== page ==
14. 14. Slide 13.14 Kotler et al., Principles of Marketing, 6th edition © Pearson Education Limited 2013 Retailing (Continued) Product assortment and service decisions include: • Product assortment • Services mix • Store atmosphere Retailer marketing decisions Product assortment and service
  15. 15. Slide 13.15 Kotler et al., Principles of Marketing, 6th edition © Pearson Education Limited 2013 Retailing (Continued) Price policy must fit the target market and positioning, product and service assortment and competition. • High markup on lower volume. • Low markup on higher volume. Retailer marketing decisions Price decision
  16. 16. Slide 13.16 Kotler et al., Principles of Marketing, 6th edition © Pearson Education Limited 2013 Retailing (Continued) High–low pricing involves charging higher prices on an everyday basis, coupled with frequent sales and other price promotions. Everyday low price (EDLP) involves charging constant, everyday low prices with few sales or discounts. Retailer marketing decisions Price decision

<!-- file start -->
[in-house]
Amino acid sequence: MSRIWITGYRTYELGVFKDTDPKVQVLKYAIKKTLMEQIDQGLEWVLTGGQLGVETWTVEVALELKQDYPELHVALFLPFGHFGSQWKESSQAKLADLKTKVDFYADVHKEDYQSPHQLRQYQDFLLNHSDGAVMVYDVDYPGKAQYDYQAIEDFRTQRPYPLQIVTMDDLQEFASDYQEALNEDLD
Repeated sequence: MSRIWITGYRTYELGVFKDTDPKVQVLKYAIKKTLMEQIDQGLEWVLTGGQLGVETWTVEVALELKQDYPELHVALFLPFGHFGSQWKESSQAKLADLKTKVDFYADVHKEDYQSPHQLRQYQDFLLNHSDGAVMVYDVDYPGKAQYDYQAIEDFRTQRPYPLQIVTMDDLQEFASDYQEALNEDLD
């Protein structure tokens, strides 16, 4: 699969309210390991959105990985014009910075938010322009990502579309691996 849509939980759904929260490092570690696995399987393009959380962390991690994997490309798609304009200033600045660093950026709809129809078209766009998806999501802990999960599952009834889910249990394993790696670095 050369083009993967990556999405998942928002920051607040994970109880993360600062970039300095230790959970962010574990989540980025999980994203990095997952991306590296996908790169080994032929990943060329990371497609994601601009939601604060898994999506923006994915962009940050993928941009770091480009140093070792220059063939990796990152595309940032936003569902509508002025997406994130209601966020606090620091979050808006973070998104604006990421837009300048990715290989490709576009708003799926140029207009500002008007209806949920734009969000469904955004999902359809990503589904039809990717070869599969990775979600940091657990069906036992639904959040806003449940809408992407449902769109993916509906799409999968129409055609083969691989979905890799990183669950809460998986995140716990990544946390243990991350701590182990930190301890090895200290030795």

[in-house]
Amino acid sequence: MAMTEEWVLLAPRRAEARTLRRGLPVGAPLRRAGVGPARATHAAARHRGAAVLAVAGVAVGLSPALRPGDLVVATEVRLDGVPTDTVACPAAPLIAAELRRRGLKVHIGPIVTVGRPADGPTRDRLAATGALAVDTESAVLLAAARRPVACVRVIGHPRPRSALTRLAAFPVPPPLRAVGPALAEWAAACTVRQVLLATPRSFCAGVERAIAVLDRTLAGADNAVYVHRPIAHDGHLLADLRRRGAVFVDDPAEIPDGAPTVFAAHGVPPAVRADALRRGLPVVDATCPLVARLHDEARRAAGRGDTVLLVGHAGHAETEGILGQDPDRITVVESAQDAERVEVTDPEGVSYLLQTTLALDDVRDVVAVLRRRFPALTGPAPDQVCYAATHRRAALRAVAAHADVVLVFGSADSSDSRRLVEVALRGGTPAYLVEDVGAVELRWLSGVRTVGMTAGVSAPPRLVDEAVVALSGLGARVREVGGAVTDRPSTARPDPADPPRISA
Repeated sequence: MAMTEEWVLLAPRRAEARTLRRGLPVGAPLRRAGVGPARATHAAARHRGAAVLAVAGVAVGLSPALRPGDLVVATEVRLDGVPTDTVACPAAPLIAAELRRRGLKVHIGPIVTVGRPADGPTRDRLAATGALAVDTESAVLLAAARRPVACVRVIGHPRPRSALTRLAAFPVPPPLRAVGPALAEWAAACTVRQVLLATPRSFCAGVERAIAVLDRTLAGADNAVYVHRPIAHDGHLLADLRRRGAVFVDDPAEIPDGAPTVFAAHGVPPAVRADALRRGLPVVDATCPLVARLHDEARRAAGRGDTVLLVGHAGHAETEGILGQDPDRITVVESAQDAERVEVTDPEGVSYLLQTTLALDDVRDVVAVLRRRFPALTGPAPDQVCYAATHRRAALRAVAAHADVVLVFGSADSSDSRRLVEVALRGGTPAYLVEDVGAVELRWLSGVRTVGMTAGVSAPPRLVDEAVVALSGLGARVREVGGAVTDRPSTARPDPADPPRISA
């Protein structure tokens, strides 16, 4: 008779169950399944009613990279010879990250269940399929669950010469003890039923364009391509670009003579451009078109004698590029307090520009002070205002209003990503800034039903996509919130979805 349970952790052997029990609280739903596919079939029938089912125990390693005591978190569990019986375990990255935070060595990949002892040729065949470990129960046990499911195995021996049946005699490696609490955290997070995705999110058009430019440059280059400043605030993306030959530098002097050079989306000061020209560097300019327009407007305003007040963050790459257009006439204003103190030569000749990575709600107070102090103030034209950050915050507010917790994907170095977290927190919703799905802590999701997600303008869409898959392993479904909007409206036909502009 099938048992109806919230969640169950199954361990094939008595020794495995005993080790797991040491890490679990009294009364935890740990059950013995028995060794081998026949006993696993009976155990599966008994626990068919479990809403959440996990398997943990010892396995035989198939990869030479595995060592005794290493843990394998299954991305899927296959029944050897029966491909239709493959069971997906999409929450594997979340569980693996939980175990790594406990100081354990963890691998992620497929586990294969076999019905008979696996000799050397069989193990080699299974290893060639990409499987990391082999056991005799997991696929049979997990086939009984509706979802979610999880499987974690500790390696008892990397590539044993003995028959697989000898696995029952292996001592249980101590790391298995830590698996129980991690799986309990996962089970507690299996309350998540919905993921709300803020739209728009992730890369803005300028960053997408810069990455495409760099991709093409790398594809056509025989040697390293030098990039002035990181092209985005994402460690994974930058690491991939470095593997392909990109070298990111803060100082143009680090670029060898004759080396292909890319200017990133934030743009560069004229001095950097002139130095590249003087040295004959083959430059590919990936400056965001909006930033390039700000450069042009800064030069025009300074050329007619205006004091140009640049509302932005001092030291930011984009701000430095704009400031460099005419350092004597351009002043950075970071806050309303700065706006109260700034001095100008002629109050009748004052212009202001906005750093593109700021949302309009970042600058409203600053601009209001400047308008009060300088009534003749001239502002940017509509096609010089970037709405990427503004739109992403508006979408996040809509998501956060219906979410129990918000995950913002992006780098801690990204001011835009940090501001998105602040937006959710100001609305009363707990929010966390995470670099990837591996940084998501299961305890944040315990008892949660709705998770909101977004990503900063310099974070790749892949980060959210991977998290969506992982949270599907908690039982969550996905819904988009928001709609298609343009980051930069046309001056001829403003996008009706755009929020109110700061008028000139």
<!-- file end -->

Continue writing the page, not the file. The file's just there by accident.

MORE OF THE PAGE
17. 17. Slide 13.17 Kotler et al., Principles of Marketing, 6th edition © Pearson Education Limited 2013 Retailing (Continued) Retailer marketing decisions Promotion decision Advertising Personal selling Sales promotion Public relations Direct marketing
  18. 18. Slide 13.18 Kotler et al., Principles of Marketing, 6th edition © Pearson Education Limited 2013 Retailing (Continued) Central business districts are located in cities and include department and speciality stores, banks and cinemas. Shopping center is a group of retail businesses planned, developed, owned and managed as a unit. Retailer marketing decisions—place decision
  19. 19. Slide 13.19 Kotler et al., Principles of Marketing, 6th edition © Pearson Education Limited 2013 Retailing (Continued) Wheel-of-retailing concept states that many new types of retailing forms begin as low-margin, low- price, low-status operations but later evolve into higher priced, higher service operations, eventually becoming like the conventional retailers they replaced. Retailing trends and developments New retail forms and shortening retail life cycles